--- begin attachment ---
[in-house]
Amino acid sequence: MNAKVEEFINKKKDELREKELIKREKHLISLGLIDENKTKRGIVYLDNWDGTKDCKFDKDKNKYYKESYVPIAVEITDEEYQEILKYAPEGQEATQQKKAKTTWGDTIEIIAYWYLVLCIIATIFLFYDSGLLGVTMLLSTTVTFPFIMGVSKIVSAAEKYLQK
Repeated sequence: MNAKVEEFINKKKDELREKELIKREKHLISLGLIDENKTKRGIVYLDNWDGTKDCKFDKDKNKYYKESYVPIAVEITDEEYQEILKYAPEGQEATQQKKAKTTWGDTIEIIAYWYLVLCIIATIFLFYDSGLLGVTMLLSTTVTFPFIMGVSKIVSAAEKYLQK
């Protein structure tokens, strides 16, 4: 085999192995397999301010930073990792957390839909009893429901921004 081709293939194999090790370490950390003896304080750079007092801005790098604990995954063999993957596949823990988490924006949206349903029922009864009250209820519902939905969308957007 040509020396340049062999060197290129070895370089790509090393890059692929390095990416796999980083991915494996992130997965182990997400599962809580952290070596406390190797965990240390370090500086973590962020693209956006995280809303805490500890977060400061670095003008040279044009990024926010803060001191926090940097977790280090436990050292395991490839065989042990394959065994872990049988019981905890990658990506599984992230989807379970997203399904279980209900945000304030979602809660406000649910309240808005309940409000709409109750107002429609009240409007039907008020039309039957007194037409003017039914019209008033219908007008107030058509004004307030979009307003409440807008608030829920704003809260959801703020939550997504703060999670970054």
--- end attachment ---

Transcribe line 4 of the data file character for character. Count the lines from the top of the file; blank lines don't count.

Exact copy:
């Protein structure tokens, strides 16, 4: 085999192995397999301010930073990792957390839909009893429901921004 081709293939194999090790370490950390003896304080750079007092801005790098604990995954063999993957596949823990988490924006949206349903029922009864009250209820519902939905969308957007 040509020396340049062999060197290129070895370089790509090393890059692929390095990416796999980083991915494996992130997965182990997400599962809580952290070596406390190797965990240390370090500086973590962020693209956006995280809303805490500890977060400061670095003008040279044009990024926010803060001191926090940097977790280090436990050292395991490839065989042990394959065994872990049988019981905890990658990506599984992230989807379970997203399904279980209900945000304030979602809660406000649910309240808005309940409000709409109750107002429609009240409007039907008020039309039957007194037409003017039914019209008033219908007008107030058509004004307030979009307003409440807008608030829920704003809260959801703020939550997504703060999670970054």